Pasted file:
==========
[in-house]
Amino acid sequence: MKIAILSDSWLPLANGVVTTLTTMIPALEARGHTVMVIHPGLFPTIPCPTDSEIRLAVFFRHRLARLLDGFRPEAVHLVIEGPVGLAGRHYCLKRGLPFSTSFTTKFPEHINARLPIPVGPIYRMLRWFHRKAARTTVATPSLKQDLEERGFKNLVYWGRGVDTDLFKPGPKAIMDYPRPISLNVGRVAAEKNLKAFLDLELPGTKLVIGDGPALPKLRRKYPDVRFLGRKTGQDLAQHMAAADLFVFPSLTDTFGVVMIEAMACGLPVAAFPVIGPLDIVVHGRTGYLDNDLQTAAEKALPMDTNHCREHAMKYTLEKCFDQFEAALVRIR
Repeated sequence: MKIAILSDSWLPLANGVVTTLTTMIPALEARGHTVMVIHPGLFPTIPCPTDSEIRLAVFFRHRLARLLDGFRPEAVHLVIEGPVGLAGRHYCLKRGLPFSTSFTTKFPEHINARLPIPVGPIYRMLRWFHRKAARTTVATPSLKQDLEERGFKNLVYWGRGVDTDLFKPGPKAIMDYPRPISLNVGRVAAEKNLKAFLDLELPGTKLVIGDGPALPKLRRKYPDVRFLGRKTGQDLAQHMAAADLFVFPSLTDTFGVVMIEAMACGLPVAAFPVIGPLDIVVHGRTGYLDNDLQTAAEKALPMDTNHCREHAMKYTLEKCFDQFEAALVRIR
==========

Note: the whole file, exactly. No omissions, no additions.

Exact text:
[in-house]
Amino acid sequence: MKIAILSDSWLPLANGVVTTLTTMIPALEARGHTVMVIHPGLFPTIPCPTDSEIRLAVFFRHRLARLLDGFRPEAVHLVIEGPVGLAGRHYCLKRGLPFSTSFTTKFPEHINARLPIPVGPIYRMLRWFHRKAARTTVATPSLKQDLEERGFKNLVYWGRGVDTDLFKPGPKAIMDYPRPISLNVGRVAAEKNLKAFLDLELPGTKLVIGDGPALPKLRRKYPDVRFLGRKTGQDLAQHMAAADLFVFPSLTDTFGVVMIEAMACGLPVAAFPVIGPLDIVVHGRTGYLDNDLQTAAEKALPMDTNHCREHAMKYTLEKCFDQFEAALVRIR
Repeated sequence: MKIAILSDSWLPLANGVVTTLTTMIPALEARGHTVMVIHPGLFPTIPCPTDSEIRLAVFFRHRLARLLDGFRPEAVHLVIEGPVGLAGRHYCLKRGLPFSTSFTTKFPEHINARLPIPVGPIYRMLRWFHRKAARTTVATPSLKQDLEERGFKNLVYWGRGVDTDLFKPGPKAIMDYPRPISLNVGRVAAEKNLKAFLDLELPGTKLVIGDGPALPKLRRKYPDVRFLGRKTGQDLAQHMAAADLFVFPSLTDTFGVVMIEAMACGLPVAAFPVIGPLDIVVHGRTGYLDNDLQTAAEKALPMDTNHCREHAMKYTLEKCFDQFEAALVRIR